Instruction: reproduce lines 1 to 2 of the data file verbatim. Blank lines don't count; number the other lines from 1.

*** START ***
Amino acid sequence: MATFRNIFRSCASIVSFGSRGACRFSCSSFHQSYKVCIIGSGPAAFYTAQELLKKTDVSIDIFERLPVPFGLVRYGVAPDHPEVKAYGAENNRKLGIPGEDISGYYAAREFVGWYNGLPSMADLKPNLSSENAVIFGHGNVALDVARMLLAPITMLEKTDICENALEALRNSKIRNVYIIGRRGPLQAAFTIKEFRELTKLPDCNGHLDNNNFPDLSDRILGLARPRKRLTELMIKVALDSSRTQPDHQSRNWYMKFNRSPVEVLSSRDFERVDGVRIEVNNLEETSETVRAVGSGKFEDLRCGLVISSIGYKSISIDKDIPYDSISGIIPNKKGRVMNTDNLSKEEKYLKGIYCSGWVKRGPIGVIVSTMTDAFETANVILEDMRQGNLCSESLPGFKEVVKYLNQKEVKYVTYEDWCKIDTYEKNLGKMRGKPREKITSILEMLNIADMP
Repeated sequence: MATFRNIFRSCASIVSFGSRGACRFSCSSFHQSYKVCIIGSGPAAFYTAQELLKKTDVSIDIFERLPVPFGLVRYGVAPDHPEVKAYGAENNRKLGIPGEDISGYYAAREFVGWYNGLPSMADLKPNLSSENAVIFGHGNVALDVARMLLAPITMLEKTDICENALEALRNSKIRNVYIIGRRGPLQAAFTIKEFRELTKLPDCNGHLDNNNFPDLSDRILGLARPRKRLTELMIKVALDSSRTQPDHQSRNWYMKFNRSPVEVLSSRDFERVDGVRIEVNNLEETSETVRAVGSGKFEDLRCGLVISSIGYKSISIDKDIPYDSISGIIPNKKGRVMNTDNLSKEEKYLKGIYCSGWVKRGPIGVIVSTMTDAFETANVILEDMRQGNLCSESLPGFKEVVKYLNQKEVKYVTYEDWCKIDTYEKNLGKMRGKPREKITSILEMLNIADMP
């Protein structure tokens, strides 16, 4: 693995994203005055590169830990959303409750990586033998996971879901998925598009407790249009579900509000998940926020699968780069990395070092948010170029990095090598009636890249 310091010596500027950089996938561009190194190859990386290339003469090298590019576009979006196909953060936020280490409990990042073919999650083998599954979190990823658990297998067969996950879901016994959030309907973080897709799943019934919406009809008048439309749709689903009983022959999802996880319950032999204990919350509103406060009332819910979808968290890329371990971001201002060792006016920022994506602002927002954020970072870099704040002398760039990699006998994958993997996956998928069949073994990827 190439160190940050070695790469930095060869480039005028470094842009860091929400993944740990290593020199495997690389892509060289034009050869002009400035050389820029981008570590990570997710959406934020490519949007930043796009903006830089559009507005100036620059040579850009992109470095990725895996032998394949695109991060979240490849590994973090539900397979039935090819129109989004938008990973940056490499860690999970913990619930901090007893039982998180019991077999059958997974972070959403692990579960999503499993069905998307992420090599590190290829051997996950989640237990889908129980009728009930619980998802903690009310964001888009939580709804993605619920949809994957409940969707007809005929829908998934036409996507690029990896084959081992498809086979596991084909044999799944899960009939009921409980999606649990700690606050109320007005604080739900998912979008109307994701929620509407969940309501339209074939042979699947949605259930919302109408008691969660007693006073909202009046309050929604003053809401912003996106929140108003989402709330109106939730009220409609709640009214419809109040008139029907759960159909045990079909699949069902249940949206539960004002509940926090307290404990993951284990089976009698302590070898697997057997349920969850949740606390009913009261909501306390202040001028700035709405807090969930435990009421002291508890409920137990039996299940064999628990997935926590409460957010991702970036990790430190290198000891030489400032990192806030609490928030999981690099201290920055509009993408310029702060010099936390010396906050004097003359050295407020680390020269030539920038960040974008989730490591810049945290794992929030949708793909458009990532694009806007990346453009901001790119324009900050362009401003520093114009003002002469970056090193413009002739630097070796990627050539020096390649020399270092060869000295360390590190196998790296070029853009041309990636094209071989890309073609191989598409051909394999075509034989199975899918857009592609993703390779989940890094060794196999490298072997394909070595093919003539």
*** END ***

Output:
Amino acid sequence: MATFRNIFRSCASIVSFGSRGACRFSCSSFHQSYKVCIIGSGPAAFYTAQELLKKTDVSIDIFERLPVPFGLVRYGVAPDHPEVKAYGAENNRKLGIPGEDISGYYAAREFVGWYNGLPSMADLKPNLSSENAVIFGHGNVALDVARMLLAPITMLEKTDICENALEALRNSKIRNVYIIGRRGPLQAAFTIKEFRELTKLPDCNGHLDNNNFPDLSDRILGLARPRKRLTELMIKVALDSSRTQPDHQSRNWYMKFNRSPVEVLSSRDFERVDGVRIEVNNLEETSETVRAVGSGKFEDLRCGLVISSIGYKSISIDKDIPYDSISGIIPNKKGRVMNTDNLSKEEKYLKGIYCSGWVKRGPIGVIVSTMTDAFETANVILEDMRQGNLCSESLPGFKEVVKYLNQKEVKYVTYEDWCKIDTYEKNLGKMRGKPREKITSILEMLNIADMP
Repeated sequence: MATFRNIFRSCASIVSFGSRGACRFSCSSFHQSYKVCIIGSGPAAFYTAQELLKKTDVSIDIFERLPVPFGLVRYGVAPDHPEVKAYGAENNRKLGIPGEDISGYYAAREFVGWYNGLPSMADLKPNLSSENAVIFGHGNVALDVARMLLAPITMLEKTDICENALEALRNSKIRNVYIIGRRGPLQAAFTIKEFRELTKLPDCNGHLDNNNFPDLSDRILGLARPRKRLTELMIKVALDSSRTQPDHQSRNWYMKFNRSPVEVLSSRDFERVDGVRIEVNNLEETSETVRAVGSGKFEDLRCGLVISSIGYKSISIDKDIPYDSISGIIPNKKGRVMNTDNLSKEEKYLKGIYCSGWVKRGPIGVIVSTMTDAFETANVILEDMRQGNLCSESLPGFKEVVKYLNQKEVKYVTYEDWCKIDTYEKNLGKMRGKPREKITSILEMLNIADMP